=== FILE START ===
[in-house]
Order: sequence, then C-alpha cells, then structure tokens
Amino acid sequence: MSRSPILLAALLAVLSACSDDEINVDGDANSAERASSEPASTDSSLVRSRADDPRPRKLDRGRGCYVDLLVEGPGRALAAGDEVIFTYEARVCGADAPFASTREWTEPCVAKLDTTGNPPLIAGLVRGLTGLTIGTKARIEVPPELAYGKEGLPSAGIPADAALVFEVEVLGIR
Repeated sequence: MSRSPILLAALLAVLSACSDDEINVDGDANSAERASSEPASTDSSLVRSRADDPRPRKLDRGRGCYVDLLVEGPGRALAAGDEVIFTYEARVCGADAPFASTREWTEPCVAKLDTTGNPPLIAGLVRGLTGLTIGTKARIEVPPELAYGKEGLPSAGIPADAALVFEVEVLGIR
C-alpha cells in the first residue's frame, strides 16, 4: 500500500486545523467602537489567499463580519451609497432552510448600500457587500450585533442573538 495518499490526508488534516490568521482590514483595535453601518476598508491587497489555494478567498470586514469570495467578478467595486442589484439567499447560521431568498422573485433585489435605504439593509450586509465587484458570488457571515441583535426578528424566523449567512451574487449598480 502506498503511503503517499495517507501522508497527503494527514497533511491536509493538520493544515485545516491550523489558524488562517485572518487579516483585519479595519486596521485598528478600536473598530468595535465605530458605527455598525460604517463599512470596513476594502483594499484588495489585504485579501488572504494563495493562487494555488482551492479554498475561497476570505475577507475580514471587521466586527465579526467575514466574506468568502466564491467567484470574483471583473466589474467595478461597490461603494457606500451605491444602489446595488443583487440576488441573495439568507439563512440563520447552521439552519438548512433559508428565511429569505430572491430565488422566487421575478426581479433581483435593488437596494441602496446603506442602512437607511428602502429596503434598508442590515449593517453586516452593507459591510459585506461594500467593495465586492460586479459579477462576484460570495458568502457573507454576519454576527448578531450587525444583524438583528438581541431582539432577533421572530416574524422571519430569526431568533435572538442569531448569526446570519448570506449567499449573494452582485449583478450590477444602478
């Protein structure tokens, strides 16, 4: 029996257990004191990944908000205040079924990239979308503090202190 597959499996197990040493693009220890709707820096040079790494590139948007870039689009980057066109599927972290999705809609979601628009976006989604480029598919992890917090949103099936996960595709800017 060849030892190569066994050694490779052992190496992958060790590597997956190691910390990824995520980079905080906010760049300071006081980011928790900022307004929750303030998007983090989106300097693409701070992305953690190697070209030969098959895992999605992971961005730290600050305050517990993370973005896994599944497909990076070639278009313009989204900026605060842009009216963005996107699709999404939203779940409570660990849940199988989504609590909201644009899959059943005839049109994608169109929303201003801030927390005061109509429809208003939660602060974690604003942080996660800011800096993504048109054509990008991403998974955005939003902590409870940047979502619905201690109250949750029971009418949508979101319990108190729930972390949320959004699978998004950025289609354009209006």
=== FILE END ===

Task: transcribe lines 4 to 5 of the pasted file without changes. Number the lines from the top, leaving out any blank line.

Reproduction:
Repeated sequence: MSRSPILLAALLAVLSACSDDEINVDGDANSAERASSEPASTDSSLVRSRADDPRPRKLDRGRGCYVDLLVEGPGRALAAGDEVIFTYEARVCGADAPFASTREWTEPCVAKLDTTGNPPLIAGLVRGLTGLTIGTKARIEVPPELAYGKEGLPSAGIPADAALVFEVEVLGIR
C-alpha cells in the first residue's frame, strides 16, 4: 500500500486545523467602537489567499463580519451609497432552510448600500457587500450585533442573538 495518499490526508488534516490568521482590514483595535453601518476598508491587497489555494478567498470586514469570495467578478467595486442589484439567499447560521431568498422573485433585489435605504439593509450586509465587484458570488457571515441583535426578528424566523449567512451574487449598480 502506498503511503503517499495517507501522508497527503494527514497533511491536509493538520493544515485545516491550523489558524488562517485572518487579516483585519479595519486596521485598528478600536473598530468595535465605530458605527455598525460604517463599512470596513476594502483594499484588495489585504485579501488572504494563495493562487494555488482551492479554498475561497476570505475577507475580514471587521466586527465579526467575514466574506468568502466564491467567484470574483471583473466589474467595478461597490461603494457606500451605491444602489446595488443583487440576488441573495439568507439563512440563520447552521439552519438548512433559508428565511429569505430572491430565488422566487421575478426581479433581483435593488437596494441602496446603506442602512437607511428602502429596503434598508442590515449593517453586516452593507459591510459585506461594500467593495465586492460586479459579477462576484460570495458568502457573507454576519454576527448578531450587525444583524438583528438581541431582539432577533421572530416574524422571519430569526431568533435572538442569531448569526446570519448570506449567499449573494452582485449583478450590477444602478